Premier Tim Houston said Nova Scotia is extending its current provincewide COVID-19 public health restrictions until Feb. 14 in an attempt to limit the spread of the virus.
An area of low pressure originating off the coastline of Florida will merge with a cold front on Friday. The resulting storm will rapidly strengthen into a nor’easter, which will move north to impact the Maritimes Saturday into Sunday.
The Halifax Regional Police are on the scene of a sudden death at a hotel in the city.
Matt and Tim Devereaux are sending three of their transports to Ottawa this weekend to protest mandatory vaccines for truckers crossing the border.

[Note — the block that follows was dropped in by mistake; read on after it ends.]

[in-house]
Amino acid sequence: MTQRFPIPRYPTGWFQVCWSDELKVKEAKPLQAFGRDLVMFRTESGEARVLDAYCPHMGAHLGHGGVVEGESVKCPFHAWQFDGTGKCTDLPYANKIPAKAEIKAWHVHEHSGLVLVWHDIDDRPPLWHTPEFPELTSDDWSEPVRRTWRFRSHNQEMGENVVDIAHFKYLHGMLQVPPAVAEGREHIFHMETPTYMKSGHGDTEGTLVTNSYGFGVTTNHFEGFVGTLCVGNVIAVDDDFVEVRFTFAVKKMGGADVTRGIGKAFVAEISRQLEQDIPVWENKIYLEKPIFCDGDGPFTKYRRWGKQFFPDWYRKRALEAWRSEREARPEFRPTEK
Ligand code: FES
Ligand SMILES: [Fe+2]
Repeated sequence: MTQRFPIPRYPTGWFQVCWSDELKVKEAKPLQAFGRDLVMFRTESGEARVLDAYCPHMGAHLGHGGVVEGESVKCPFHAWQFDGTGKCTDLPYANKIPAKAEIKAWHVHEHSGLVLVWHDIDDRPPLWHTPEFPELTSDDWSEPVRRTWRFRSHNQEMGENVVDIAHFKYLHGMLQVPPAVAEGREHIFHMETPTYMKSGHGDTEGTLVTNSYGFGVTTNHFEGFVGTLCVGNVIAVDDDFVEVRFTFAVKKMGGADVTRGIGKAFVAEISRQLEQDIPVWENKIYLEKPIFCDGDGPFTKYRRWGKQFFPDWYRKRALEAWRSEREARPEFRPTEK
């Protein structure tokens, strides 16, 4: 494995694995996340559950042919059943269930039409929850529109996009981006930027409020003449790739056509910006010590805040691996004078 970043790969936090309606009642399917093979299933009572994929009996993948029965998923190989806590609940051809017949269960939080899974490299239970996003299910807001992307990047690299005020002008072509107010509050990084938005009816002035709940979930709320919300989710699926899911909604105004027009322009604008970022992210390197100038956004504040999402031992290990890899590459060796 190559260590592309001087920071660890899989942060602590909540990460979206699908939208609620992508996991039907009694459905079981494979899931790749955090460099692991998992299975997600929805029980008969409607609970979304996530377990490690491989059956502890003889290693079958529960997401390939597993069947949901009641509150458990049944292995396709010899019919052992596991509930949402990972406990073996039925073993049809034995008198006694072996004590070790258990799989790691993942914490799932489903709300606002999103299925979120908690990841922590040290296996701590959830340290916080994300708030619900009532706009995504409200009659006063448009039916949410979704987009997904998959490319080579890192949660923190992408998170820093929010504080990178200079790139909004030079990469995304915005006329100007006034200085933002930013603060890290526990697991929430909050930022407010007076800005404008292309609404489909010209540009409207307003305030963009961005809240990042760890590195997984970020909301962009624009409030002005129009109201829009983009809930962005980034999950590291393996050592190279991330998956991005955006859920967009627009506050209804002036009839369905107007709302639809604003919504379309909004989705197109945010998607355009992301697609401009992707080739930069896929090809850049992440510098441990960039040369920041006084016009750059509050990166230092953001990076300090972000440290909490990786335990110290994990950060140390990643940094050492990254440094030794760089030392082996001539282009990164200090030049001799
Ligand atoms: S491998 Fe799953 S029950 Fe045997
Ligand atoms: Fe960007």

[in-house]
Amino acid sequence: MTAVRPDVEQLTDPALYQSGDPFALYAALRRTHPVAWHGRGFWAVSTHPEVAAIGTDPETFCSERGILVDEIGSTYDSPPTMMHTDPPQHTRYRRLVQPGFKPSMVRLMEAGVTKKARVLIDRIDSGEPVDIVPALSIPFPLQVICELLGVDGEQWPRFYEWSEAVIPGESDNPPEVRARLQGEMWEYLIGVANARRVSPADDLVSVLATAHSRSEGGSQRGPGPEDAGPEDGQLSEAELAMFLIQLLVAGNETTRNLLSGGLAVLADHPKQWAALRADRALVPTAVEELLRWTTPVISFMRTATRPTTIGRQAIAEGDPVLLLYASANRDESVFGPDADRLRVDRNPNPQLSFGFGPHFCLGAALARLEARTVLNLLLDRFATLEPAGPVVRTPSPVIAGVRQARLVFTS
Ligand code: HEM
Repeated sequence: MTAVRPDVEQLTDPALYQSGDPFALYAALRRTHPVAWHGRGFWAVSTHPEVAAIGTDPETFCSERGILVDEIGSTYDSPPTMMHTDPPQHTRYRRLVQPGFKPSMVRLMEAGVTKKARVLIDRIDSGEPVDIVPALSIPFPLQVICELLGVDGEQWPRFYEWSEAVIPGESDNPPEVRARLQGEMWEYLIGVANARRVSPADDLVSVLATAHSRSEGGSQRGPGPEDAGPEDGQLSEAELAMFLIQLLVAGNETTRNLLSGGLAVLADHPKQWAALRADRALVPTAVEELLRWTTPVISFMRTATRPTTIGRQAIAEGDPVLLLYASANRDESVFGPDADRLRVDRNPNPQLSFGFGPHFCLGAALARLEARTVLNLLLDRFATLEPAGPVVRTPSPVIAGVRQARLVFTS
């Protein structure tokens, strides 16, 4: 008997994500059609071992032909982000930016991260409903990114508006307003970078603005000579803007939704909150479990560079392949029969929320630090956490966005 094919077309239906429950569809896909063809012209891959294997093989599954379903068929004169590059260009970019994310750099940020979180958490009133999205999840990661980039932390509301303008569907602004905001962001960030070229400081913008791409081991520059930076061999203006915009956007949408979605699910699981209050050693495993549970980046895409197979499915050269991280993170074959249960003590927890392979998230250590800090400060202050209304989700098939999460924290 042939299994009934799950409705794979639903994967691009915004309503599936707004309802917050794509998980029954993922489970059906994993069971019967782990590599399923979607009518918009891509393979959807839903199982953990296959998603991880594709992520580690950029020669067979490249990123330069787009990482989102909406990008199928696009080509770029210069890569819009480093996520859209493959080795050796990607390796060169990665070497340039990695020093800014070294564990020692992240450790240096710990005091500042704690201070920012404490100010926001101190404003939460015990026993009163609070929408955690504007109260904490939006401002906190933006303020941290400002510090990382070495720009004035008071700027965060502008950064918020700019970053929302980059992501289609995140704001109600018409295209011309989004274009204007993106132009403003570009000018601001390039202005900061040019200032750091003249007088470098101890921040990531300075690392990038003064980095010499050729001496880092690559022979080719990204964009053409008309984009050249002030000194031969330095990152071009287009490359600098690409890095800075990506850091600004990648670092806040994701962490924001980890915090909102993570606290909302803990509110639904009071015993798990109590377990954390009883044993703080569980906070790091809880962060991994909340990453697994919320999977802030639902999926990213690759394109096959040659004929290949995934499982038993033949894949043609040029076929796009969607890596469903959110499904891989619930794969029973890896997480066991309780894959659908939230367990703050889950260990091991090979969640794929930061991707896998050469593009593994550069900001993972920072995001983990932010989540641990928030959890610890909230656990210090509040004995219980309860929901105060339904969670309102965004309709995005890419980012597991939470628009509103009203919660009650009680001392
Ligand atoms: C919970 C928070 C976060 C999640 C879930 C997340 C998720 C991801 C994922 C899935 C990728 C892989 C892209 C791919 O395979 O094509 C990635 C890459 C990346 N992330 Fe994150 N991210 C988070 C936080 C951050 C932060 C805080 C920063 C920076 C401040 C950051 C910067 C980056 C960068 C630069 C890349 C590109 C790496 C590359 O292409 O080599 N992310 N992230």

Dash-camera footage shows a collision happening as a fire truck approaches: emergency responders offer advice.
London could start losing ground in its efforts to alleviate the housing crisis unless City Hall intervenes.
Sault Ste. Marie's Group Health Centre has been granted an extension by the Alcohol and Gaming Commission of Ontario for its annual Big Wish Lottery.
While the region is not out of the woods with regard to the rapid spread of the Omicron variant, Algoma's medical officer of health says there is reason for optimism.
In the next few months, the Timmins Youth Wellness Hub will be getting ready to open up its new permanent location.
All Region of Waterloo vaccination clinics will offer walk-ins for all eligible residents, starting Jan. 31.
Officials reported four new deaths related to COVID-19 on Wednesday, along with a dip in hospitalizations.
'There are some calls that stick with you': A dramatic increase in mental health disability claims amongst first responders
First responders, like paramedics, firefighters, and police officers say they often deal with mental health challenges.